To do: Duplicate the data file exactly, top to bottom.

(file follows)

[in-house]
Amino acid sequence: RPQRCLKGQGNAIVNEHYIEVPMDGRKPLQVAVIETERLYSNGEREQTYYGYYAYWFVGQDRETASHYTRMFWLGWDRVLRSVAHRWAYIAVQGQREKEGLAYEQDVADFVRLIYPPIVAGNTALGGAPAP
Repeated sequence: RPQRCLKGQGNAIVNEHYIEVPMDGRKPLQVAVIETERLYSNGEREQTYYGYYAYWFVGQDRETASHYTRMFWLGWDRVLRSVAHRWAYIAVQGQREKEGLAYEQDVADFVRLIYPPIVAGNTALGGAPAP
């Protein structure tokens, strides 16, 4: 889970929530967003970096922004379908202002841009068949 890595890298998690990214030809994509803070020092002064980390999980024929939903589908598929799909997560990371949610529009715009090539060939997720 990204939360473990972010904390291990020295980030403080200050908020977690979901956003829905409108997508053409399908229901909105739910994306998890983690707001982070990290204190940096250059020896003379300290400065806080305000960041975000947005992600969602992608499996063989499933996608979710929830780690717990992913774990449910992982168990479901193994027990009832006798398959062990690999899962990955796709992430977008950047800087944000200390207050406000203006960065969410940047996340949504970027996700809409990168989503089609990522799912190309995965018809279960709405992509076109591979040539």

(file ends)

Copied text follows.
[in-house]
Amino acid sequence: RPQRCLKGQGNAIVNEHYIEVPMDGRKPLQVAVIETERLYSNGEREQTYYGYYAYWFVGQDRETASHYTRMFWLGWDRVLRSVAHRWAYIAVQGQREKEGLAYEQDVADFVRLIYPPIVAGNTALGGAPAP
Repeated sequence: RPQRCLKGQGNAIVNEHYIEVPMDGRKPLQVAVIETERLYSNGEREQTYYGYYAYWFVGQDRETASHYTRMFWLGWDRVLRSVAHRWAYIAVQGQREKEGLAYEQDVADFVRLIYPPIVAGNTALGGAPAP
């Protein structure tokens, strides 16, 4: 889970929530967003970096922004379908202002841009068949 890595890298998690990214030809994509803070020092002064980390999980024929939903589908598929799909997560990371949610529009715009090539060939997720 990204939360473990972010904390291990020295980030403080200050908020977690979901956003829905409108997508053409399908229901909105739910994306998890983690707001982070990290204190940096250059020896003379300290400065806080305000960041975000947005992600969602992608499996063989499933996608979710929830780690717990992913774990449910992982168990479901193994027990009832006798398959062990690999899962990955796709992430977008950047800087944000200390207050406000203006960065969410940047996340949504970027996700809409990168989503089609990522799912190309995965018809279960709405992509076109591979040539």